Jessica Beam is a girl who knows how to party. Only lately she’s been forgetting to turn up for work on time. Or in clean clothes. Down on her luck, out of a job and homeless, Jess seeks the help of her long-lost grandmother.
Things aren’t going well for Matilda Beam, either. Her 1950s Good Woman guide books are out of print, her mortgage repayments are staggering and her granddaughter wears neon Wonderbras.
When a lifeline from a London publisher arrives, the pair have an opportunity to secure the roof over their heads – by invigorating the Good Woman guides and transforming modern, rebellious Jess into a demure vintage lady.
The true test of their make-over will be to capture the heart of notorious London playboy Leo Frost and prove that Matilda’s guides still work. It’s going to take commitment, nerves of steel and one seriously pointy bra to pull this off . . .
Auburn Reed has her entire life mapped out. Her goals are in sight and there’s no room for mistakes. But when she walks into a Dallas art studio in search of a job, she doesn’t expect to find a deep attraction to the enigmatic artist who works there, Owen Gentry.
For once, Auburn takes a risk and puts her heart in control, only to discover that Owen is keeping some major secrets from coming out. The magnitude of his past threatens to destroy everything important to Auburn, and the only way to get her life back on track is to cut Owen out of it.
The last thing Owen wants is to lose Auburn, but he can’t seem to convince her that truth is sometimes as subjective as art. All he would have to do to save their relationship is confess. But in this case, the confession could be much more destructive than the actual sin…
“Non Pratt is a writer to watch” – The Guardian. From the author of Trouble comes a novel about boys, bands and best mates. Kaz is still reeling from being dumped by the love of her life. Ruby is bored of hearing about it. Time to change the record. Three days. Two best mates. One music festival. Zero chance of everything working out.
Lee Fiora is a shy fourteen-year-old when she leaves small-town Indiana for a scholarship at Ault, an exclusive boarding school in Massachusetts. Her head is filled with images from the school brochure of handsome boys in sweaters leaning against old brick buildings, girls running with lacrosse sticks across pristine athletics fields, everyone singing hymns in chapel. But as she soon learns, Ault is a minefield of unstated rules and incomprehensible social rituals, and Lee must work hard to find – and maintain – her place in the pecking order.
Marnie FitzPatrick is a reclusive sixth-former from Hertfordshire with a dysfunctional family, a penchant for Pythagoras’ Theorem and an addiction to doughnuts and gin. Julie Crewe is a disillusioned maths teacher who lives vicariously through the girls she teaches, yet who once danced barefoot through Central Park with a man called Jo she has never been able to forget.
This is the story of what happened in the summer of 1969, when the sun burned down on the roof of the Shredded Wheat factory, and a boy called Freddie Friday danced to the records he had stolen. This is about first love, and last love, and all the strange stuff in between. This is what happens when three people are bound together by something that can’t be calculated or explained by any equation.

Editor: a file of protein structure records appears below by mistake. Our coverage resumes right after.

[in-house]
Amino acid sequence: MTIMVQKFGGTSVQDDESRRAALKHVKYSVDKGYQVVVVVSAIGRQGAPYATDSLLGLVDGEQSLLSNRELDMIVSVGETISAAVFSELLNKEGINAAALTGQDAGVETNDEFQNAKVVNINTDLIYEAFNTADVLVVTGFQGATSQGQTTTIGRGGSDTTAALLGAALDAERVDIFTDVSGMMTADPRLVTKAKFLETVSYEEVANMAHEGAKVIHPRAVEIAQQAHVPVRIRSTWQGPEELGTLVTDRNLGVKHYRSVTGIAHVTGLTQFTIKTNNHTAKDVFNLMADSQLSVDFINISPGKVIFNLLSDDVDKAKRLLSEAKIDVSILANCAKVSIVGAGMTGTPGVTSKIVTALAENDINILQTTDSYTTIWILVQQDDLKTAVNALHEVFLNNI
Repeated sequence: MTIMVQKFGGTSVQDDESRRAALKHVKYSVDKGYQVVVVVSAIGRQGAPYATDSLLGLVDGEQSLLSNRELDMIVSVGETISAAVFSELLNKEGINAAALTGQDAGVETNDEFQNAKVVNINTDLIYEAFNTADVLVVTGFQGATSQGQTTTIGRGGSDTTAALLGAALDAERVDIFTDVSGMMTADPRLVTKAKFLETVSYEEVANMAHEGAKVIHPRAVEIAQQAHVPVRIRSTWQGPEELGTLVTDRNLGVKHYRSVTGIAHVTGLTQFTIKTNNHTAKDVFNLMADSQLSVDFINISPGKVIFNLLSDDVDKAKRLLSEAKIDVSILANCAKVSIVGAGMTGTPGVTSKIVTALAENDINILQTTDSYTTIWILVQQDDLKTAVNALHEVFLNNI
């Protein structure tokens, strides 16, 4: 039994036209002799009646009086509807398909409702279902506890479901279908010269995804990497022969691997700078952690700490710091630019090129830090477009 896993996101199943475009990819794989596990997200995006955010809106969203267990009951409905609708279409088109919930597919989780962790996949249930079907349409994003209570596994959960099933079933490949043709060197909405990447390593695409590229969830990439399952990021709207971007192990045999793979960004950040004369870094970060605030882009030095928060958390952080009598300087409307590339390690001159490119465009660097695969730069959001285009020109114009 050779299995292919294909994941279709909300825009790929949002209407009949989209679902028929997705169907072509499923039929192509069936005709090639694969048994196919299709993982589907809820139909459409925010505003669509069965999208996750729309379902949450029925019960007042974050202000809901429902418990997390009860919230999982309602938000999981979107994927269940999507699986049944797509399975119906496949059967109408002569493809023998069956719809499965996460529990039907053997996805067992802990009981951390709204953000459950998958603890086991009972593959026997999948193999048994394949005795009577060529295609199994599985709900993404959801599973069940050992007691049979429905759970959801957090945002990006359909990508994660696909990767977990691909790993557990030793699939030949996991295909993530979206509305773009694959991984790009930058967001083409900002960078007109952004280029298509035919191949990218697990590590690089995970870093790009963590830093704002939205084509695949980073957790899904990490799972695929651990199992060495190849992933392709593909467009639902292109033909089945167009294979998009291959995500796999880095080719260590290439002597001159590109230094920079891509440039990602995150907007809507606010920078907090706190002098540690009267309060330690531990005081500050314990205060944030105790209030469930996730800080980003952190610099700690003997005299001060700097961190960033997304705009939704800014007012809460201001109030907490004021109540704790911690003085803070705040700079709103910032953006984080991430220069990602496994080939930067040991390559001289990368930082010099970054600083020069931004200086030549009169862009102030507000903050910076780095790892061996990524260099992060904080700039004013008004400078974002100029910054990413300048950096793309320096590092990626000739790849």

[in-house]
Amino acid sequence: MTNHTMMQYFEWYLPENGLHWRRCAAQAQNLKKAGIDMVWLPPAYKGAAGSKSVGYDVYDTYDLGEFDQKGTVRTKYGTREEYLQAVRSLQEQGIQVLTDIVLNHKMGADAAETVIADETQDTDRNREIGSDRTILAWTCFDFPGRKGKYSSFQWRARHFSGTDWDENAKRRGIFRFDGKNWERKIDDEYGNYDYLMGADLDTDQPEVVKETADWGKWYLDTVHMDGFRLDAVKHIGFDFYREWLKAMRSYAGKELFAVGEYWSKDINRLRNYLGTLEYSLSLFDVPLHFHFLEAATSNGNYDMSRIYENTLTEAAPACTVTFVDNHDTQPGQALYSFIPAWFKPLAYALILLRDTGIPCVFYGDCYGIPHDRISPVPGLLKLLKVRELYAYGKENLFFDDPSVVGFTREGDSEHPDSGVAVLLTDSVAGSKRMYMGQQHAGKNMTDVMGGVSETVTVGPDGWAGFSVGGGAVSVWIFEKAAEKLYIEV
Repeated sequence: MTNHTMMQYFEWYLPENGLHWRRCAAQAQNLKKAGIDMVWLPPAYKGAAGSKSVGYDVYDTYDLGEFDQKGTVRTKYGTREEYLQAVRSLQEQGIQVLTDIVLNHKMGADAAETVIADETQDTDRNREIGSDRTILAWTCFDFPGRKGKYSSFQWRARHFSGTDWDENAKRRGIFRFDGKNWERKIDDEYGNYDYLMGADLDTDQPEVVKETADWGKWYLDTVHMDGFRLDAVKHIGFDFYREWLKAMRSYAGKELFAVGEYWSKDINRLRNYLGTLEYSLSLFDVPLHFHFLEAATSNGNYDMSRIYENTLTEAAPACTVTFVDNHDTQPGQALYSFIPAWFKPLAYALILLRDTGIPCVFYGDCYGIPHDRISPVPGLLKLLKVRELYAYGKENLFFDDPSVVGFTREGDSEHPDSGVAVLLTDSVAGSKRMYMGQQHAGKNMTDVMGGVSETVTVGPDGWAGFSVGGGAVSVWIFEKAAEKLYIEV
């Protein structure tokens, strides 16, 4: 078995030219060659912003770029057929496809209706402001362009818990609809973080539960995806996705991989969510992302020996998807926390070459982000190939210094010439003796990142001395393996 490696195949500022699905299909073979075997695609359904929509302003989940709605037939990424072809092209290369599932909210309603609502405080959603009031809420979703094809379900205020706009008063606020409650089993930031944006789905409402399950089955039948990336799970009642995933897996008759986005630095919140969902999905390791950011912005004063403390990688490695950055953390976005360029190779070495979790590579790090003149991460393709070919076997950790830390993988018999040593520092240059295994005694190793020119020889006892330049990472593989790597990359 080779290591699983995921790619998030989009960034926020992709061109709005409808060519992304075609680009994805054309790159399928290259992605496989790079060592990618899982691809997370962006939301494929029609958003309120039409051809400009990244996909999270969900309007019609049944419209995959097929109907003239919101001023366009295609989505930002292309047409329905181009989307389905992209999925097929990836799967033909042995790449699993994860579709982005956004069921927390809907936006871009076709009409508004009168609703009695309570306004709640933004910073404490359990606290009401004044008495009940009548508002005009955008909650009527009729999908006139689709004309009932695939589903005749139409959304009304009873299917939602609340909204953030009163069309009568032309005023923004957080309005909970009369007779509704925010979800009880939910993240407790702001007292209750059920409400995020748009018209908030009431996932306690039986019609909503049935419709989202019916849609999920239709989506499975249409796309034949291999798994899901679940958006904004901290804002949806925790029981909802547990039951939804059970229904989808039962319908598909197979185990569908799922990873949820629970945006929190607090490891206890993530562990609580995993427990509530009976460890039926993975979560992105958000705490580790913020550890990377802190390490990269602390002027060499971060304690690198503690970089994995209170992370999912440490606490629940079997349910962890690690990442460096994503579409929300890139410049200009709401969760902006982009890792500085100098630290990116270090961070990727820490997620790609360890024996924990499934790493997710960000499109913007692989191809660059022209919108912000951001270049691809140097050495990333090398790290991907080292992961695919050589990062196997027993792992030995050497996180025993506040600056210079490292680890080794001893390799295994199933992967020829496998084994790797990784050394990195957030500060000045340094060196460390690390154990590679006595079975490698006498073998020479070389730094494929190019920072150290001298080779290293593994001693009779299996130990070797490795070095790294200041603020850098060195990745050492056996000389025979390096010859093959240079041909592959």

This is what happened when they saw the open door.
Book of the month:
‘It is never what you worry over that comes to pass in the end. The real catastrophies are always different – unimagined, unprepared for, unknown…’ One morning, Julia and her parents wake up in their suburban home in California to discover, along with the rest of the world, that the rotation of the earth is noticeably slowing. The enormity of this is almost beyond comprehension. And yet, even if the world is, in fact, coming to an end, as some assert, day-to-day life must go on. Julia, facing the loneliness and despair of an awkward adolescence, witnesses the impact of this phenomenon on the world, on the community, on her family and on herself.
I enjoyed all the books I read this month! Although Prep has a pretty unlikeable main character, which I’m always unsure about, I must admit I like someone to root for in a book. My favourite read definitely has a main character you root for – told from 11 year old Julia’s perspective, it’s a coming-of-age story set against the rotation of the world slowing down. Her first person point of view means the changes the slowing has is limited to her family life in California so you see her growing up in this new world order where days stretch into weeks and people begin to change with it.
This book had a really original premise and I have no idea whether scientifically anything that happens in the book would ever be possible but that doesn’t matter, it’s fiction and the author makes you believe it all, the voice of Julia is brilliant and the book has an almost dreamy feel to the prose, matching the slowing of the world. It was a book that I could have kept on reading. The last paragraph is perfect too. I can imagine I will re-read this book and would definitely recommend it.
Did you read anything special this month?